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Influence of Annealing and Composition on Crystal Structure of Mixed-Halide, Ruddlesden-Popper Perovskites

March 19, 2022

Hybrid organic-inorganic semiconductors, such as hybrid perovskites, are crystalline materials with unique properties derived from the organic or inorganic components. Resonant infrared matrix-assisted pulsed laser evaporation (RIR-MAPLE) is a gentle physical vapor deposition technique that can enable 2D hybrid perovskite thin films that are difficult to realize by solution-based processing.

This work describes the RIR-MAPLE deposition of a model 2D hybrid perovskite material system, namely phenethylammonium lead halide [(PEA)2PbX4] perovskites (n=1). Different schemes for delivery of precursor materials to the substrate, as well as different mixed halide compositions, are demonstrated using RIR-MAPLE, and the film morphology, crystal structure, and optical properties are characterized.

Scientific Achievement

RIR-MAPLE-deposited, mixed-halide layered perovskites [(PEA)2Pb(I1-xBrx)4] do not require post-growth annealing. The energetically preferred molecular arrangement of mixed-halide alloys was shown to be associated with (PEA)2PbBr4. Also, it was discovered that bromine prefers to occupy equatorial positions in mixed halide octahedra.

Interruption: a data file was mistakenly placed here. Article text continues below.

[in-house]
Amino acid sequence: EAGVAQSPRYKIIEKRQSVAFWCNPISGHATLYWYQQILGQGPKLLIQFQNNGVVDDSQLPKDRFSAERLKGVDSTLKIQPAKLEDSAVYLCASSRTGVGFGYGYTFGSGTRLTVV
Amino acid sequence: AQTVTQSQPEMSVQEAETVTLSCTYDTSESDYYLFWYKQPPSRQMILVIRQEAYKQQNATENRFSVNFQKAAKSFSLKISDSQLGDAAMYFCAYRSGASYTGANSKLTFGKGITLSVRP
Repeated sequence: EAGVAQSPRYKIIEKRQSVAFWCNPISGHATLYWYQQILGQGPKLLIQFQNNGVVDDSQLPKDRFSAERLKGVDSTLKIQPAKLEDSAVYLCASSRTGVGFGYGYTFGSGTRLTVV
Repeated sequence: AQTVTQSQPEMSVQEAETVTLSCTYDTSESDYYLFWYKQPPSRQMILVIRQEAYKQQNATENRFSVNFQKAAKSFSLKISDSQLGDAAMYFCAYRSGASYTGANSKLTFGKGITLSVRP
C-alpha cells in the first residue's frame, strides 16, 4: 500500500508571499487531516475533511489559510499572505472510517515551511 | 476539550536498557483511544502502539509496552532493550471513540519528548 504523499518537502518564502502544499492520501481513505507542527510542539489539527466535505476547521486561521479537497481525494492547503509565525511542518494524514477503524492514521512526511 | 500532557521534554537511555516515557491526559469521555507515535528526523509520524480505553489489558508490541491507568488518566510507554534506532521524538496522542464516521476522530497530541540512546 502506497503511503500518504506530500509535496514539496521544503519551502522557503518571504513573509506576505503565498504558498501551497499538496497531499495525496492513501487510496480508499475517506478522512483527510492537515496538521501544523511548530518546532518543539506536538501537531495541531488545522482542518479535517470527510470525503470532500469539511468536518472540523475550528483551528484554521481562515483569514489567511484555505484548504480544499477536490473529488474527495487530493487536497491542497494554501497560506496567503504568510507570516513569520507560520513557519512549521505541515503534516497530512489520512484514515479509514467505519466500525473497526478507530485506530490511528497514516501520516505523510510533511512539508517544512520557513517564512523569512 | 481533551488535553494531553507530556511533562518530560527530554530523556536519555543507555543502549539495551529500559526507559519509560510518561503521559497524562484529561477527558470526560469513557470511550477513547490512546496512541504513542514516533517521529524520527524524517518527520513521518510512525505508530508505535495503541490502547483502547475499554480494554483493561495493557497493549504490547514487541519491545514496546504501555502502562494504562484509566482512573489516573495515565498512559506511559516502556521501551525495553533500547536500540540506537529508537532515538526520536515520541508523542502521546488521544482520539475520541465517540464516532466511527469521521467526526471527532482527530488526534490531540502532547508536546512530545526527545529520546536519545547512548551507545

Significance and Impact

This work represents a significant advance in materials chemistry knowledge about mixed-halide, n = 1 Ruddlesden-Popper perovskites in response to post-growth annealing, a widely used processing procedure, and halide composition, a common technique for bandgap tuning.

Research Details

RIR-MAPLE enabled these observations via compositionally well-mixed perovskite films that do not require annealing, thereby providing unambiguous distinction between properties of as-deposited films and effects of post-deposition annealing.


Related People

Michael Toney
University of Colorado

Volker Blum
Duke University

Adrienne Stiff-Roberts
Duke University

Schematic of XRD (25% Br) and PL (75% Br) behavior of (PEA)2Pb(I1-xBrx)4

X-ray diffraction (XRD) and photoluminescence (PL) spectra demonstrating unique, composition dependent behavior. RIR-MAPLE was used to deposit high-quality, crystalline phases of mixed-halide layered perovskites – (PEA)2Pb(I1-xBrx)4 for x = 0, 0.25, 0.5, 0.75, and 1. Halide phase separation was observed by XRD for x = 0.25 after annealing, consistent with a miscibility gap calculated for the same composition by first-principles calculations, whereas no phase separation was observed for x ≥ 0.5. Also, PL peak splitting was observed for x = 0.75 even though no compositional phase separation was observed. The peak splitting was explained by first-principles calculations that identified the coexistence of two distinct types of halide short-range ordering at x = 0.75.